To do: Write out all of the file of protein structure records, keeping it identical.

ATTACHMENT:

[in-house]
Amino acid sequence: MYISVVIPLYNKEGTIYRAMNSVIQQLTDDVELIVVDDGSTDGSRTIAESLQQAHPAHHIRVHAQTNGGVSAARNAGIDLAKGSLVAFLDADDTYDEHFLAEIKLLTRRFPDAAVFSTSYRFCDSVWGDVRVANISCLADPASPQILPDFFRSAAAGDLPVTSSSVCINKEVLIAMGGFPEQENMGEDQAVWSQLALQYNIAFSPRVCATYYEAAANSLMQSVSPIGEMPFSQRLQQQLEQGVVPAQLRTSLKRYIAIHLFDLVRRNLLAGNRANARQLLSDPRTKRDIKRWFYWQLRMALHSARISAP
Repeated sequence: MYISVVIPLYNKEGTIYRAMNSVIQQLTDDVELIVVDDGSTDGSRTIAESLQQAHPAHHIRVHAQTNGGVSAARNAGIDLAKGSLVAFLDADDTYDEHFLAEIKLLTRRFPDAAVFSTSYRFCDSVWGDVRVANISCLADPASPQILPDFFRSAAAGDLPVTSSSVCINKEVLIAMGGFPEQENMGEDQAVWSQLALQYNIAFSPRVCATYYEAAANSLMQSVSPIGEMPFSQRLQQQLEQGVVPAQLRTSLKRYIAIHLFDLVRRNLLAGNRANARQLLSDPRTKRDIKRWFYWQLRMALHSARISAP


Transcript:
[in-house]
Amino acid sequence: MYISVVIPLYNKEGTIYRAMNSVIQQLTDDVELIVVDDGSTDGSRTIAESLQQAHPAHHIRVHAQTNGGVSAARNAGIDLAKGSLVAFLDADDTYDEHFLAEIKLLTRRFPDAAVFSTSYRFCDSVWGDVRVANISCLADPASPQILPDFFRSAAAGDLPVTSSSVCINKEVLIAMGGFPEQENMGEDQAVWSQLALQYNIAFSPRVCATYYEAAANSLMQSVSPIGEMPFSQRLQQQLEQGVVPAQLRTSLKRYIAIHLFDLVRRNLLAGNRANARQLLSDPRTKRDIKRWFYWQLRMALHSARISAP
Repeated sequence: MYISVVIPLYNKEGTIYRAMNSVIQQLTDDVELIVVDDGSTDGSRTIAESLQQAHPAHHIRVHAQTNGGVSAARNAGIDLAKGSLVAFLDADDTYDEHFLAEIKLLTRRFPDAAVFSTSYRFCDSVWGDVRVANISCLADPASPQILPDFFRSAAAGDLPVTSSSVCINKEVLIAMGGFPEQENMGEDQAVWSQLALQYNIAFSPRVCATYYEAAANSLMQSVSPIGEMPFSQRLQQQLEQGVVPAQLRTSLKRYIAIHLFDLVRRNLLAGNRANARQLLSDPRTKRDIKRWFYWQLRMALHSARISAP